... expertly scrubs off 150 years of political and cultural patina accumulated since the renowned general’s passing to reveal a tragic humanity ... Guelzo’s portrait of Lee in his 50s shows his ascension from worrywart to warrior to legend. Following the example of Lee’s early command method, his book surveys the battlegrounds as if through the general’s field glasses, sets the order of combat, then leaves the bloody details to the stacks of cap-and-ball tomes ... Guelzo’s formal yet enjoyable writing style evokes the period without getting lost in it. His presentation achieves relevance as America is once again riven with regional, cultural and political hostility. Is there a more appropriate time to consider Robert E. Lee’s fateful decision? ... After siding with the don’t-tread-on-me ethos of the South, Lee predicted and then witnessed how a resolute Union would defeat a fractious Confederacy. When modern disdain for the central government threatens to overwhelm the public trust in elections, vaccinations and even the concept of democracy itself, it is vital to remember that Lee’s choice of righteousness in his opinions over fidelity to his oath led himself and his homeland to ruin.
... an insightful portrait of Lee’s somewhat dysfunctional family ... Guelzo’s assessment of Lee as a military leader is convincing ... Guelzo’s evaluation of Lee’s military performance is more persuasive than his examination of Lee’s attitudes toward the South’s peculiar institution ... But it’s hard to believe that slavery was an 'abstraction' for Lee ... Lee may have professed a theoretical dislike of slavery on occasion, but his rhetoric frequently did not match his actions ... [a] mostly favorable appraisal of Lee ... I suspect many Americans are unwilling to offer 'mercy' to Lee, who fought so long and so effectively for a cause described by Ulysses S. Grant as 'one of the worst for which a people ever fought, and one for which there was the least excuse.'
This is a deeply researched character study, and Guelzo finds Lee’s character problematic ... Guelzo’s analysis of Lee’s leadership during the Civil War is crisp and sound ... Allen C. Guelzo’s fine biography is an important contribution to reconciling the myths with the facts.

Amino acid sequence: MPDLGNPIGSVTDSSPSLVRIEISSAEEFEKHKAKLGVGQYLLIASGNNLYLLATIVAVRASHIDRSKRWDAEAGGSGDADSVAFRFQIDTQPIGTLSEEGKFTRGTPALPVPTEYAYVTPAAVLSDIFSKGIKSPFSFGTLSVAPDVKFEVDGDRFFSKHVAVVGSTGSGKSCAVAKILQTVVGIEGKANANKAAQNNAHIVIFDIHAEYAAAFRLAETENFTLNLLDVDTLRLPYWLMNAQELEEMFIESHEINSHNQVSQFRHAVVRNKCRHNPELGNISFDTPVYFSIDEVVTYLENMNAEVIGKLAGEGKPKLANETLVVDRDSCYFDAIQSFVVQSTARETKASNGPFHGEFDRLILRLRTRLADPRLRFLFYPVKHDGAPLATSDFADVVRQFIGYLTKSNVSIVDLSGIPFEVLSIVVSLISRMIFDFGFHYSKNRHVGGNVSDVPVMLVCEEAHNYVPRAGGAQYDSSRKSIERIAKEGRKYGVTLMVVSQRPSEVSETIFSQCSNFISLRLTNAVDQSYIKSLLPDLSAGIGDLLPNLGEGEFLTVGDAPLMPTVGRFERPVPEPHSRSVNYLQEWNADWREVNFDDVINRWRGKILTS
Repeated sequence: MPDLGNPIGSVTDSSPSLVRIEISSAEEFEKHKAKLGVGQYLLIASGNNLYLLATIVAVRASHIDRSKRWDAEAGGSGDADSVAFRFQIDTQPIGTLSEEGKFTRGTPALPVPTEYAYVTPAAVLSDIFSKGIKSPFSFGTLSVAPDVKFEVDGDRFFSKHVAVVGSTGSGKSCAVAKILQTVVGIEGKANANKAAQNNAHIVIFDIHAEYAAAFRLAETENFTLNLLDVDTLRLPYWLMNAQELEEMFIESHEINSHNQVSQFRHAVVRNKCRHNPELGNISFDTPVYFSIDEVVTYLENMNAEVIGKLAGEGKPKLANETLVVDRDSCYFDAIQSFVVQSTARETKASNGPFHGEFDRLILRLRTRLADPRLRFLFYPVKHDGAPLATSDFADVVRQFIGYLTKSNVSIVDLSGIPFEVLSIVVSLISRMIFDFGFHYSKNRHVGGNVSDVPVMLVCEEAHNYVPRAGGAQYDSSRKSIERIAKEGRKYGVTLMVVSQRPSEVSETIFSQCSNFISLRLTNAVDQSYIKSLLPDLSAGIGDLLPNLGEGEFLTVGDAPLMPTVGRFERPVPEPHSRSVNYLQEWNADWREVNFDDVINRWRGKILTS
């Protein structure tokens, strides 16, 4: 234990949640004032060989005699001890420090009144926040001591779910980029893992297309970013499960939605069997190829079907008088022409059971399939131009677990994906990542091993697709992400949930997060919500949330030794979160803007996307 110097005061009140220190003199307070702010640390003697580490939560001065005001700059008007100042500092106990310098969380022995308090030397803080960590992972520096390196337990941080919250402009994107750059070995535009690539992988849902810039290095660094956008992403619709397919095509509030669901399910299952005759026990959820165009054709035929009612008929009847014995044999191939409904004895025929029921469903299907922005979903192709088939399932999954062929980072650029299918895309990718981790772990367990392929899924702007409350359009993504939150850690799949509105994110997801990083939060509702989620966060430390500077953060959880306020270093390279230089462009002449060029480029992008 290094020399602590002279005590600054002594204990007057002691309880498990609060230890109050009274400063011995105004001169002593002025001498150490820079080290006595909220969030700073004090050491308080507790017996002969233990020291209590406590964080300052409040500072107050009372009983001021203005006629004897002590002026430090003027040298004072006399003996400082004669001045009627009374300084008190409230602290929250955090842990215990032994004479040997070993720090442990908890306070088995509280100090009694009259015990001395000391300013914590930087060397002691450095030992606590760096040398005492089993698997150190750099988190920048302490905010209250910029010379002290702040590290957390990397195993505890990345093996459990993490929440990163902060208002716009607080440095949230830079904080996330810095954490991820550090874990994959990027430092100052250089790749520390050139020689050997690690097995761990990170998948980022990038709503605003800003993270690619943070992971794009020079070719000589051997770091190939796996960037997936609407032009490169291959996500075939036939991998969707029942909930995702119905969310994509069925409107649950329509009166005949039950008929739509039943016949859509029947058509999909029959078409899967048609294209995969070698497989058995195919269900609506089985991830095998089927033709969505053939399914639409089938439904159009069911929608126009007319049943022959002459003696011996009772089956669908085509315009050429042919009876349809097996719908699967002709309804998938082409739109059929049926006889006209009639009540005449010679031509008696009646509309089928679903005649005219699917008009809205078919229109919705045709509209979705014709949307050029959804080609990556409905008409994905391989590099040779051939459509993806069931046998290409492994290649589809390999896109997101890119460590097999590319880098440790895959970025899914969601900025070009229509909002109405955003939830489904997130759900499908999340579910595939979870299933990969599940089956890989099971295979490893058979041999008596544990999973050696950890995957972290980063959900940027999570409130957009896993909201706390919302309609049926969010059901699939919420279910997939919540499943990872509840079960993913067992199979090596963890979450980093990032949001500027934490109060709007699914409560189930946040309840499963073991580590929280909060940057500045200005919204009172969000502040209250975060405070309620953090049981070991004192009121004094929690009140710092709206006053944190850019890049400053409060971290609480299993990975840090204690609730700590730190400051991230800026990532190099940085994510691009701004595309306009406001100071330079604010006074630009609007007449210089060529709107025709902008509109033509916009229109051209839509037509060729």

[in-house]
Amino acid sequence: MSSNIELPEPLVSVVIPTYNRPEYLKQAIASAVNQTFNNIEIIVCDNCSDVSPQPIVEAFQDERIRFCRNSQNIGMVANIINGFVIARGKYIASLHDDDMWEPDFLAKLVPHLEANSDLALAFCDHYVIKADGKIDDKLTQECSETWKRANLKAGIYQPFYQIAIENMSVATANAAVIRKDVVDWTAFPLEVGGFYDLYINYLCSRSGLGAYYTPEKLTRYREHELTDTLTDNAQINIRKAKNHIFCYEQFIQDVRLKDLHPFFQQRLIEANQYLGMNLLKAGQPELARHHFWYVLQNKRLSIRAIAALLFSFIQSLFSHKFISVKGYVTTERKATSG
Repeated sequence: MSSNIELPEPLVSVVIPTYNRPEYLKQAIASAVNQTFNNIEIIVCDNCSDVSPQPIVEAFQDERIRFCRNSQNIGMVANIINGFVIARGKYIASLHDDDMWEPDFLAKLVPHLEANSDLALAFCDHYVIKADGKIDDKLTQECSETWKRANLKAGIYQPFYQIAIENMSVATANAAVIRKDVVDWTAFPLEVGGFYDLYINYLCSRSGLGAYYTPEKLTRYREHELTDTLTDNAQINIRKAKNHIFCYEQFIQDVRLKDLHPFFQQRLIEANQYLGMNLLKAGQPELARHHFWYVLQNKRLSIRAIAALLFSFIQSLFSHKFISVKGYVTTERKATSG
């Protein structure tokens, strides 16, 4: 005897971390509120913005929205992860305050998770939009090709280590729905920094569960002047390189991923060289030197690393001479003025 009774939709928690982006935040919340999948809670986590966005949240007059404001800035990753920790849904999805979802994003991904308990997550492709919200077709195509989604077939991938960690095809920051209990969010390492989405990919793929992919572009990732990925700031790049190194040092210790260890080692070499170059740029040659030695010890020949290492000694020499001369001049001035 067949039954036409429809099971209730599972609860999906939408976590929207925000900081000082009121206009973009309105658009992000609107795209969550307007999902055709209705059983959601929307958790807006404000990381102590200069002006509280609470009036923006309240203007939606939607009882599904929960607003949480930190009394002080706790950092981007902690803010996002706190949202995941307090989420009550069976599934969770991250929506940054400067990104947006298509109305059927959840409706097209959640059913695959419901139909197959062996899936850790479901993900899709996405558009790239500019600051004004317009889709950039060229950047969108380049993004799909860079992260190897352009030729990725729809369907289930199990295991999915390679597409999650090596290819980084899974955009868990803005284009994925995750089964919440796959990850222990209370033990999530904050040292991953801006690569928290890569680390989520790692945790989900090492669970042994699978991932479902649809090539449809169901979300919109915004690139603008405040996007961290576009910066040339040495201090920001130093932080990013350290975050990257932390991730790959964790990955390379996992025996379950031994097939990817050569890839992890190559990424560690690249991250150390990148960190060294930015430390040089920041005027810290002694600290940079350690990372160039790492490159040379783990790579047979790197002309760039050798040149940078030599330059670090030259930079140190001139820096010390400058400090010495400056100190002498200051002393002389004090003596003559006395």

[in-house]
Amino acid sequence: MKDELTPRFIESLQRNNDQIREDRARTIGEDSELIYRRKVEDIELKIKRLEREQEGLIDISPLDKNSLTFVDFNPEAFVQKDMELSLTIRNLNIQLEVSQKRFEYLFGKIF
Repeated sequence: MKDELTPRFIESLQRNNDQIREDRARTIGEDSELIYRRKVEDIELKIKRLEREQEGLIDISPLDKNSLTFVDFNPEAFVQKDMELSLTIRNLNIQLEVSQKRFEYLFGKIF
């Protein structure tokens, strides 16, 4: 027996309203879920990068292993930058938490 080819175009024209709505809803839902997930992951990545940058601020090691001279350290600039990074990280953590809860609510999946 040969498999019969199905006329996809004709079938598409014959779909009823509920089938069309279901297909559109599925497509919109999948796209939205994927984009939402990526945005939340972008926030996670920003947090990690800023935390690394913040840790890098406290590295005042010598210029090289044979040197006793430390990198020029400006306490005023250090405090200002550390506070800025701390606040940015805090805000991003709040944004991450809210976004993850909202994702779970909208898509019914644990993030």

Guelzo paints a nuanced portrait of Confederate Army general Robert E. Lee (1807–70) in this superb biography ... Guelzo gives due consideration to Civil War history without getting bogged down in extraneous details ... Based on family letters and other primary documents, this fine biography is a must-read for Civil War enthusiasts and those interested in Lee’s legacy.
... a thoughtful, measured, and deeply absorbing study of a man whose historical status depends on context: as a leader, he was a great man; as a defender of slavery, despicable ... It might have been easier simply to write a book that said Robert E. Lee was a villain and a traitor and that’s all he was, but Guelzo’s approach is far more nuanced and, ultimately, far more accurate and useful in its illumination of a key figure in this endlessly conflictful and impactful chapter in American history.
Lee’s military accomplishments and some of his failures are well known, and Guelzo describes them in deep detail. Much of this notable chronicle explores the inner character of the man who claimed to despise the institution of slavery but fought with and for those who wished to maintain it, freed some of his family’s slaves while encouraging them to repatriate to Africa, and did nothing to aid in the initiatives of Reconstruction ... In his astute epilogue, Guelzo gives fair voice to those who now would gladly see all images and reminders of Lee and his Southern comrades unceremoniously obliterated.
Allen C. Guelzo not only covers new ground with the incredible depth and breadth of his research, he does an exemplary job of showing how history should be written, keenly aware of historical context, contemporary values, and the space between them. As statues of Lee are taken down throughout the country, Guelzo could have written a cuttingly critical work. Instead, he is scrupulously even-handed, depicting Lee in all his glory and all his faults ... exhaustively researched ... Guelzo leads us through Lee’s fateful choices clearly and with a wealth of material. He neither exonerates nor blames Lee, instead presenting a clear portrait of the man and his times. He finishes with a strong epilogue of how Lee’s name has continued to echo to this day. Lee lives now as a symbol, one that we as a nation are still wrestling with how to handle. Reading more histories like these would be a good start to dealing with our country’s racist past and the ways it permeates into the present day.